Colourful forms meet high concepts

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Artist Pen Robit on the opening day of his exhibition The Ontology of Form and Colour at Rosewood’s Art Gallery on March 3. Hean Rangsey

Pen Robit is having a busy 2022. In January he did a solo exhibition at Silapak Trochaek Pneik (STP) gallery called Wings of Tomorrow. Just two months later on March 3 he opened another mysterious and splendid exhibition called The Ontology of Form and Colour at Rosewood’s Art Gallery that will be on display through April 30.

The show comprises 21 paintings done with oil paints and U-90 enamel house paint on canvas along with two cabinets that contain the artist’s sketches, painting materials, books and personal belongings.

The Ontology of Form and Colour has Robit imaginatively contemplating notions of form and landscape in the context of man-made environments with the use of black and red symbolising the backdrop of Cambodia’s post-conflict reconstruction.

Deploying his signature Pollock-inspired drip technique, Robit has created a new series of twenty-one oil and enamel works that imitate and warp the motifs of the Khmer checked scarf (krama) and steel construction mesh.

Yean Reaksmey, STP’s founder and programme director, says in his opening speech that Robit’s fascination with the Krama and the history of it begin with his art teacher – the late Srey Bandaul – and his visit to the Killing Fields during his “Memory” workshop.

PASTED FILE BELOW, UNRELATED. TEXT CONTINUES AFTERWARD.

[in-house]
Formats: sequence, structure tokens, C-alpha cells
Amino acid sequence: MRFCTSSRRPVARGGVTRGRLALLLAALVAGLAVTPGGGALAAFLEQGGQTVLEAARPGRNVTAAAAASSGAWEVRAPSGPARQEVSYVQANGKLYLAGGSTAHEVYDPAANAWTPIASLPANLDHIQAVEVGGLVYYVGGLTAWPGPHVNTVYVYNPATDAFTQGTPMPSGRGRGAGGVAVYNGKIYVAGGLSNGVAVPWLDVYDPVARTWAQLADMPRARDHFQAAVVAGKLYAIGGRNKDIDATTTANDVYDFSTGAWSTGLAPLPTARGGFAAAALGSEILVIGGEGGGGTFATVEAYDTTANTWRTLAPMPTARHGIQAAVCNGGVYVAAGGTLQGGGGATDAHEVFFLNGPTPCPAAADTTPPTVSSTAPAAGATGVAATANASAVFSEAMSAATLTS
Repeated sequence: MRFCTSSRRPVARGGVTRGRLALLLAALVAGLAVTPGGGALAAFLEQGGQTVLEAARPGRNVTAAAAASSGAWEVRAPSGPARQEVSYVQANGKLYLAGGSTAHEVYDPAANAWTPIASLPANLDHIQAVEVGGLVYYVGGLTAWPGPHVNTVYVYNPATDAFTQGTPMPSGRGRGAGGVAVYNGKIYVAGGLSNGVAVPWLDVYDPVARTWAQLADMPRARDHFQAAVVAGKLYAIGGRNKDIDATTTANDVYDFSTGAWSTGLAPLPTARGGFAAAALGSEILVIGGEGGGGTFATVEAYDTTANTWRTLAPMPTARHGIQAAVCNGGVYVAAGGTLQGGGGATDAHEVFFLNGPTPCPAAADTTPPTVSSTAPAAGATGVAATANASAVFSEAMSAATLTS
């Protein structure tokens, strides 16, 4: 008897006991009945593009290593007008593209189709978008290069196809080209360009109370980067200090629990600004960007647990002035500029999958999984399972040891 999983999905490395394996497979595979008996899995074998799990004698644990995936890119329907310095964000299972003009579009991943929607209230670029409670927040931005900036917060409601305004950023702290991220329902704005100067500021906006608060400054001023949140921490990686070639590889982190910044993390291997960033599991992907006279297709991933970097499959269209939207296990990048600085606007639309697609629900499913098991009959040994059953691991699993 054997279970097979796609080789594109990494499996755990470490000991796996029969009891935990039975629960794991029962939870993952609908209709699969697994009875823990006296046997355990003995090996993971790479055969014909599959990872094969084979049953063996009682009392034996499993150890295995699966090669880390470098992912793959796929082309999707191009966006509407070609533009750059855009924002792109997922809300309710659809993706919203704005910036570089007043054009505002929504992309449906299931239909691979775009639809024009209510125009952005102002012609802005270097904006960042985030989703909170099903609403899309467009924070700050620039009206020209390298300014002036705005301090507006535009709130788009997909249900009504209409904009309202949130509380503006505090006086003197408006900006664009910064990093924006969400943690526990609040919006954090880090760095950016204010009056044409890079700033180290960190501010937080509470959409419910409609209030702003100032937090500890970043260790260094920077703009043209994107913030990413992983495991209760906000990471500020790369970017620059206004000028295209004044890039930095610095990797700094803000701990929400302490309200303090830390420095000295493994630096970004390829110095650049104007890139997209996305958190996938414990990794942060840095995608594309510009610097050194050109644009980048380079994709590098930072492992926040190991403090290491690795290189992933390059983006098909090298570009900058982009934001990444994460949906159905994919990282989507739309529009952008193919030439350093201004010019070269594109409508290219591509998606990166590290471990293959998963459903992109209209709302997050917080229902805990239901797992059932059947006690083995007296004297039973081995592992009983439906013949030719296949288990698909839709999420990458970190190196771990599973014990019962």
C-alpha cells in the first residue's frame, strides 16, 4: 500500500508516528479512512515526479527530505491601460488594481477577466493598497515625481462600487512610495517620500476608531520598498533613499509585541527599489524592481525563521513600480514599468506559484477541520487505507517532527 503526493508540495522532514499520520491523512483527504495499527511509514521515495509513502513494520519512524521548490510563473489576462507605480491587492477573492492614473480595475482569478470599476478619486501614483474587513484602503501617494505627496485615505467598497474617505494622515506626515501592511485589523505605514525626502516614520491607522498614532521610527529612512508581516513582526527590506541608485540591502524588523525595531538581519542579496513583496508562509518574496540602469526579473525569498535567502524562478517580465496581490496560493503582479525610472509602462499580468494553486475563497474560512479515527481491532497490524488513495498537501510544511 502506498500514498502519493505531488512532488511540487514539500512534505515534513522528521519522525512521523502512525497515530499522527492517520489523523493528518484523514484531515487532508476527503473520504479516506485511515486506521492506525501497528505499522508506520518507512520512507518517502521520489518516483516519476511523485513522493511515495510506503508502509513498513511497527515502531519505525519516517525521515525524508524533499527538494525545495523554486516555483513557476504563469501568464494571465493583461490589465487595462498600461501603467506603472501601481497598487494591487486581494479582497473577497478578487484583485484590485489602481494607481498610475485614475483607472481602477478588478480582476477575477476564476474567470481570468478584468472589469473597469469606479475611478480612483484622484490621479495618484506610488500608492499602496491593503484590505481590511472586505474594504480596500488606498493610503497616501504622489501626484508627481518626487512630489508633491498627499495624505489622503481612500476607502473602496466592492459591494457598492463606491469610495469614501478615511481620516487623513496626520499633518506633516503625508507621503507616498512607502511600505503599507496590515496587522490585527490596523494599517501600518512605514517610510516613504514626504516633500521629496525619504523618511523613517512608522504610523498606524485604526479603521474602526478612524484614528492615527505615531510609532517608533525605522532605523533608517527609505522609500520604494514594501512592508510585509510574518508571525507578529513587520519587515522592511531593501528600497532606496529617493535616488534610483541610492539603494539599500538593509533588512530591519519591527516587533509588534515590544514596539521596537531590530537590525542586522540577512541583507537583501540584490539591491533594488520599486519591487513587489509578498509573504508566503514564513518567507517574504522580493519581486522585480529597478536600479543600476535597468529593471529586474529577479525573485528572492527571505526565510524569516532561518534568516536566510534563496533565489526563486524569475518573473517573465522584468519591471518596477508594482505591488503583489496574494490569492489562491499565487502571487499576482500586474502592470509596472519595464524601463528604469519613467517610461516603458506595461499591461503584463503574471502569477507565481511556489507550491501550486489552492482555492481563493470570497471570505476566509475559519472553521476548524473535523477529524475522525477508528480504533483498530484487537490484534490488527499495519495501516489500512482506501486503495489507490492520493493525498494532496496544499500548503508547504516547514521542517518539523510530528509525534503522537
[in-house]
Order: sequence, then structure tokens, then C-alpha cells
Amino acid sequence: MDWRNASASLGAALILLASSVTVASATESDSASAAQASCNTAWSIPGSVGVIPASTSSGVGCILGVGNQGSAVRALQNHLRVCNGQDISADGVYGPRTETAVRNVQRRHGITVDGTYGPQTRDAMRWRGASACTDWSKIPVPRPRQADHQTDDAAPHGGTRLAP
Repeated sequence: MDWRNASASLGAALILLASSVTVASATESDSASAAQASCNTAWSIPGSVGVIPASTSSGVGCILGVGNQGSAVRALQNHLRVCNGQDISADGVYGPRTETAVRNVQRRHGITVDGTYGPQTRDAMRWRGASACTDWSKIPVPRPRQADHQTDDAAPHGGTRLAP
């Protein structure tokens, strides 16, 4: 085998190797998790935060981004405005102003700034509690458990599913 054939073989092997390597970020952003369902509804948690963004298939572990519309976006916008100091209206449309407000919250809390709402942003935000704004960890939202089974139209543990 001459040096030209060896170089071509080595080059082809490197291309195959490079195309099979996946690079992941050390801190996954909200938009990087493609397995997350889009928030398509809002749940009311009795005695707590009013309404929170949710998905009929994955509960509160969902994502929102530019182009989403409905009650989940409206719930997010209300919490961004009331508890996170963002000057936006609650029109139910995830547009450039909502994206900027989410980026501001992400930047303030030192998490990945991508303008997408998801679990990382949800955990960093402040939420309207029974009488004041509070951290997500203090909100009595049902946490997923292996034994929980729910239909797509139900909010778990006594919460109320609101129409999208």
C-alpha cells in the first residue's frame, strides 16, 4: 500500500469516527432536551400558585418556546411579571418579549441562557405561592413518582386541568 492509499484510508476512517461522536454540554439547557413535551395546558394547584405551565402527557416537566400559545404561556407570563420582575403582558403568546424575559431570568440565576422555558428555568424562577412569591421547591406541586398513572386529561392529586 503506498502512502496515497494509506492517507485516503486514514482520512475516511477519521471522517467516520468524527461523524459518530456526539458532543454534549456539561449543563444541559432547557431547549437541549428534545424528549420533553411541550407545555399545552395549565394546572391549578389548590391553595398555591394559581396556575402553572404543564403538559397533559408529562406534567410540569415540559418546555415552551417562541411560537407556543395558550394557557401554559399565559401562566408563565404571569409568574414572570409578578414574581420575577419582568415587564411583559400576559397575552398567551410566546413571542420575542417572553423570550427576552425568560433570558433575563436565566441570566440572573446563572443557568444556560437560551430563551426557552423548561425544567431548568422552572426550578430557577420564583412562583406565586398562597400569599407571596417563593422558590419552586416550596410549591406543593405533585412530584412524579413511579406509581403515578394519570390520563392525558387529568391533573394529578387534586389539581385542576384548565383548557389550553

“At the Killing Fields he saw all the fabric scarves and piles of skeletons and these experiences inspired him to observe how the krama is used in Cambodia society and also see that as a metaphor for social class, status, national identity, conflict and modernisation.

“In this series he sees his paintings as the reliefs of sculptures or like fabric or the landscape. This way of seeing allows him to treat his paintings as something beyond a 2D composition and it provides him a different way of seeing and experiencing in making this artwork. I hope you will share this way of seeing with him in this body of work,” says Reaksmey.

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A man takes a photo of one of the 21 paintings from the exhibition on March 3 at Rosewood’s Art Gallery. Hean Rangsey

Robit further explains that he is focusing on the buildings, bridges and city to discover more colours. He learned the story of Khmer rouge from Srey Bandaul and it was through that history that he became interested in the krama.